CBD Allergy: Can You Have an Allergic Reaction to CBD?

allergic reaction to cbd
By Anthony Pellegrino Updated March 8th

Fact-checked by Alexandra Arnett, MS

Medically reviewed by Dr. Brian Kessler, MD

CBD has experienced a massive boom in recent years. Many likened it to the Gold Rush and made extremely bullish predictions regarding the market's growth. 

Of course, on the other side of all those dollars are consumers. Meanwhile, according to the Centers for Disease Control and Prevention, more than 25% of the US population have at least one allergy. And for those millions of people that may also be interested in trying CBD products, some people are sure to wonder if they could experience an allergic reaction to CBD.

While CBD is generally considered safe, some people may experience adverse reactions, and some of the other ingredients found in many CBD products could trigger allergic responses. Not only that, as cannabis allergies become increasingly acknowledged by medical researchers, questions regarding CBD are inevitably thrown into the mix. 

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What is a CBD Allergy?

CBD, or cannabidiol, is a type of cannabinoid, a class of compounds found in the cannabis plant. Cannabinoids get their name because they interact with the body's endocannabinoid system, which regulates various functions such as mood, appetite, memory, pain, and sleep.1

While both are cannabinoids, CBD is not the same as THC. THC is responsible for the psychotropic effects commonly associated with cannabis use. CBD, however, is not intoxicating and, therefore, does not produce the characteristic “high.” Even so, this doesn't mean CBD is inert. Far from it, in fact. CBD is commonly used for a wide variety of applications, including managing pain, anxiety, and inflammation.3 Some people also use it to promote relaxation and improve their sleep.

While CBD is generally considered safe, it is possible to be allergic to it. Researchers are starting to investigate the potential for CBD allergies in more detail now that the CBD industry, and the cannabis industry writ large, are exploding.4 

As of this writing, the prevalence and nature of CBD allergies have yet to be fully understood.5 For instance, some studies suggest that people may be allergic to terpenes (the aromatic compounds found in cannabis) rather than cannabinoids, like CBD.6 Still, as with other types of allergies, it can vary from person to person.

What Can Cause an Allergic Reaction to CBD?

reasons for an allergic reaction to CBD

If you have a known allergy to cannabis or other plants, you may be more likely to have an allergic reaction to CBD. And while it’s extremely uncommon, it's also possible to develop an allergy to CBD even if you have no history of cannabis allergies or allergies to anything else.

There are various reasons a person could experience an allergic reaction to CBD products. The most probable is that they’re not allergic to the CBD itself, but rather, another ingredient, such as flavorings and carrier oils commonly found in CBD products, which trigger an allergy flare-up in many people.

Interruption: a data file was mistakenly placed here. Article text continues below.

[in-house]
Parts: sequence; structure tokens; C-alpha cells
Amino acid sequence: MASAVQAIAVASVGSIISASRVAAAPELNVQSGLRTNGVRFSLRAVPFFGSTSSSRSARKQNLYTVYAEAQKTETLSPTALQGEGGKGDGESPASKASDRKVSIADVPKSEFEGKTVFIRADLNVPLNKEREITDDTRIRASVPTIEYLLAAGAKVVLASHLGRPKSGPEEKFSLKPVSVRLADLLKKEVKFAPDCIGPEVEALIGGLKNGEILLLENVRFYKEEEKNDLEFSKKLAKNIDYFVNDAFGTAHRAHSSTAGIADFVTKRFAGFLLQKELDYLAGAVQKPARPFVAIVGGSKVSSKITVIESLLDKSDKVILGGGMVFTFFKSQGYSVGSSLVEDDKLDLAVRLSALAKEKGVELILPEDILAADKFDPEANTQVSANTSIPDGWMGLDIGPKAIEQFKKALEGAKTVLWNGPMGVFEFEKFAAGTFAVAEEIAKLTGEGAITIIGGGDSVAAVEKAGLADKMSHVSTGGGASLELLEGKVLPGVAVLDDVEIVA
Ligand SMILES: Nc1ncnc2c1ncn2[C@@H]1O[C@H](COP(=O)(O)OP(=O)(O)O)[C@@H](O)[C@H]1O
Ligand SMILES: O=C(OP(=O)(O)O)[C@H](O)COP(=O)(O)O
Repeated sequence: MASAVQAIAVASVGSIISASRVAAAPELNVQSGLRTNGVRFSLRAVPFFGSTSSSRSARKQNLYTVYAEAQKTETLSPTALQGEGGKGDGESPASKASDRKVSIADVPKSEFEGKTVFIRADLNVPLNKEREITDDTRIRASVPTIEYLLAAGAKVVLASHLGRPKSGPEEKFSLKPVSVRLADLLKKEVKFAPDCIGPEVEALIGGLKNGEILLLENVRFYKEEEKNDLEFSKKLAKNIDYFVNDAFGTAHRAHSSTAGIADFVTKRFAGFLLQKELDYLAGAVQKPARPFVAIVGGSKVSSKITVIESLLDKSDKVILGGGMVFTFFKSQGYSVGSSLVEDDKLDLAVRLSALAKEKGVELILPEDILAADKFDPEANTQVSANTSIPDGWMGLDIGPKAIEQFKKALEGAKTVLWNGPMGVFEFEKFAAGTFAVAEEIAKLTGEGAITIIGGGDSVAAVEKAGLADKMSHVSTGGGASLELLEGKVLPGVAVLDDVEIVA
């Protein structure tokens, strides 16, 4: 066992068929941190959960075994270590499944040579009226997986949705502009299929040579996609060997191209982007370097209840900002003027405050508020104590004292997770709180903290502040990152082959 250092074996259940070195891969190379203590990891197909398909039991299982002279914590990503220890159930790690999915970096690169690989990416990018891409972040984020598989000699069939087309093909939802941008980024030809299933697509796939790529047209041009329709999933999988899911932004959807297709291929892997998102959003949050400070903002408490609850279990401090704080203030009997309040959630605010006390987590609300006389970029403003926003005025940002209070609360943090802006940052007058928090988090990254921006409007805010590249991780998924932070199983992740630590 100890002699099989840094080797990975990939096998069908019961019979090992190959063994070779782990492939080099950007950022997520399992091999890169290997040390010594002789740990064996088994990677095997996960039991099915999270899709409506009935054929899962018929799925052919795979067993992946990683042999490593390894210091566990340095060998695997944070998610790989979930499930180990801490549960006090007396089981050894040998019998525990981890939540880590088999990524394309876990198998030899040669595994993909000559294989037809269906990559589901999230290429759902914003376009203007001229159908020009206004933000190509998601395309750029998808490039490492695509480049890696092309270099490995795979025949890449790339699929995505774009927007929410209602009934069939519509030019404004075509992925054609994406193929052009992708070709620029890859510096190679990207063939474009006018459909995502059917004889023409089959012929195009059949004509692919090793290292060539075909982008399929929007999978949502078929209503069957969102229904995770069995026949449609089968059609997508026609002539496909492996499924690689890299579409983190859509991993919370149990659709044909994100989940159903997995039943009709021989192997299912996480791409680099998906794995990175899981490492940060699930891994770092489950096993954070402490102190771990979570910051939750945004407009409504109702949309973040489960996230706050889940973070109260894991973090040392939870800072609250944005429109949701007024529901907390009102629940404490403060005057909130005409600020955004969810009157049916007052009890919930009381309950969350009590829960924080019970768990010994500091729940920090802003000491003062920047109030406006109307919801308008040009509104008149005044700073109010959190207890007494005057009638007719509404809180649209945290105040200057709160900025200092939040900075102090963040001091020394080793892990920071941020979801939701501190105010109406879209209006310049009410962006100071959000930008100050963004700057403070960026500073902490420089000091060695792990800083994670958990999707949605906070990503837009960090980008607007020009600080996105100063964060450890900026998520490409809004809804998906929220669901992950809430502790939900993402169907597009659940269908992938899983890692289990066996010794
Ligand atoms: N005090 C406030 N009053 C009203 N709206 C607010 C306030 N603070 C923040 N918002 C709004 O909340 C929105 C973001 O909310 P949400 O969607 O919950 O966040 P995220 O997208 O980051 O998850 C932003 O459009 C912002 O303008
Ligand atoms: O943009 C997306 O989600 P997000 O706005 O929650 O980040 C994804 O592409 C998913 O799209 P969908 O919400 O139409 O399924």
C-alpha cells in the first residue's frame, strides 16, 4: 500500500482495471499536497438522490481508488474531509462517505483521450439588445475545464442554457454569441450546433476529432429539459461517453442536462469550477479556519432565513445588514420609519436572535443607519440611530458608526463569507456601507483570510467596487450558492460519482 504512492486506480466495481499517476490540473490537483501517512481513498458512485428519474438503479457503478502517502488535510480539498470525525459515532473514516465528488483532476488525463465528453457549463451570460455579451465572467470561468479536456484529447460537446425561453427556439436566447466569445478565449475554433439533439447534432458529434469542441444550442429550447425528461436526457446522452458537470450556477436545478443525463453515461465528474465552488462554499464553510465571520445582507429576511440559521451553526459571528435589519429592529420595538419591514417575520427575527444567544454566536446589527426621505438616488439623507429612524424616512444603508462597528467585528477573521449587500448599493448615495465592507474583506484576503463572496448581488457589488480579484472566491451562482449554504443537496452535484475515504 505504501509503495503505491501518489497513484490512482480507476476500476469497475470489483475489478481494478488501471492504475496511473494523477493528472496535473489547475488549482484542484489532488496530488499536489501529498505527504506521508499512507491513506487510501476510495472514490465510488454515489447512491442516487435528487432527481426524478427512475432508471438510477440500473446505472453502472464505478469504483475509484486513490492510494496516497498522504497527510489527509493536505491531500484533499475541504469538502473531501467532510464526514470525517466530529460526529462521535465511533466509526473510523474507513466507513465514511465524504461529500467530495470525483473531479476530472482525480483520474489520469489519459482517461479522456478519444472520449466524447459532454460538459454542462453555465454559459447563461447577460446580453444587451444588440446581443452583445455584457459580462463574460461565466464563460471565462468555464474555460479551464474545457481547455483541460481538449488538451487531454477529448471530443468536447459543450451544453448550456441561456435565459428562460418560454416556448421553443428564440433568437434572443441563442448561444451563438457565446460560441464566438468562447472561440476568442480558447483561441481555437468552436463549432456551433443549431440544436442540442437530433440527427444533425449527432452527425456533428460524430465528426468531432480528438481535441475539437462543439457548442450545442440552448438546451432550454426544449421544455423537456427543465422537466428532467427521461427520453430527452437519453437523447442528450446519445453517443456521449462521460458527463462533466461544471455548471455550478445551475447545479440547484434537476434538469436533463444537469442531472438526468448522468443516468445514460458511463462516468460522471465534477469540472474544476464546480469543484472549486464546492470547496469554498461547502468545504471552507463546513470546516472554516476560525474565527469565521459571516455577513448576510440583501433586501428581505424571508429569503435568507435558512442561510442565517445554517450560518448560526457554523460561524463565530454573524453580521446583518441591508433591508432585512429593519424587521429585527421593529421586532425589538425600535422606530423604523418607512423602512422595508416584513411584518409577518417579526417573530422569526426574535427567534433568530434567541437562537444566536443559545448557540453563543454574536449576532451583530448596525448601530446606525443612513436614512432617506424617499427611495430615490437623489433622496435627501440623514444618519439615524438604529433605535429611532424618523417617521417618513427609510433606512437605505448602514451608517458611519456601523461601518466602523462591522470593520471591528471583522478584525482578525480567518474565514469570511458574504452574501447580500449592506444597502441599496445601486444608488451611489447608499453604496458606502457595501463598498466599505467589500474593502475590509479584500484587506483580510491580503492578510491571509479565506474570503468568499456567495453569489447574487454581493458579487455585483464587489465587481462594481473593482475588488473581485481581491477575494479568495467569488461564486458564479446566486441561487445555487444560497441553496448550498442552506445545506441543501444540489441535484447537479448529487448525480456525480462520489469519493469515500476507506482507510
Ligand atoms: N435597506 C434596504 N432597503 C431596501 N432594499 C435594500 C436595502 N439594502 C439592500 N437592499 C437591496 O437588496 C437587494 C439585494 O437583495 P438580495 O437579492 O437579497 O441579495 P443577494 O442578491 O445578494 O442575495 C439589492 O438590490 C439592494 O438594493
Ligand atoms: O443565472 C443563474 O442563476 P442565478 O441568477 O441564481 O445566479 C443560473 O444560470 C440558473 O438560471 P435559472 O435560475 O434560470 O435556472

If you find yourself experiencing adverse reactions to CBD, it's much more likely that these other ingredients are to blame, rather than the CBD. For example, many people are allergic to coconut oil, a standard carrier oil used in CBD products. So, if you're experiencing any reactions, don't jump to conclusions; you may not be allergic to CBD whatsoever. 

Likewise, many people are allergic to certain terpenes found in cannabis and other plants, which could cause an allergic reaction following CBD consumption.7 It's also worth noting that, while rare, some people may be allergic to hemp seeds, which are frequently used in CBD products. Finally, different forms of CBD products may affect people differently. For example, smoking CBD can cause lung irritation and coughing, which may trigger a respiratory allergy (or symptoms resembling it) in some people.

While statistics on CBD allergies, specifically, are not yet widely available, studies on cannabis allergies suggest that they are relatively rare.8 For example, one case study investigated, "A case of Epidiolex (FDA approved CBD)-related skin rash that developed in a delayed fashion in a 23-year-old female with medically refractory epilepsy."9 The authors acknowledged that this side effect was rarely reported in the Epidiolex clinical trial data and may not represent a significant finding or common symptom of CBD use. 

As is the case for much cannabis-related research, many more studies are needed before anyone can draw definitive conclusions regarding CBD allergies.

What are the Signs of a CBD Allergy?

For people who are experiencing an allergic reaction to CBD, chances are, the symptoms will resemble that of many other allergies. While allergic reactions can vary from person to person and depend on the allergen in question, common symptoms include: 

  • Sneezing
  • Runny or stuffy nose
  • Watery eyes
  • Itchy or sore throat
  • Coughing
  • Shortness of breath or difficulty breathing
  • Hives or skin rash
  • Swelling of the face, lips, or tongue
  • Nausea or vomiting

All these symptoms are similar (if not identical) to seasonal allergies, making it challenging to distinguish if a person is experiencing an allergic reaction to CBD specifically. There are many factors to consider when determining if one has a CBD allergy or if another factor may be causing the related symptoms.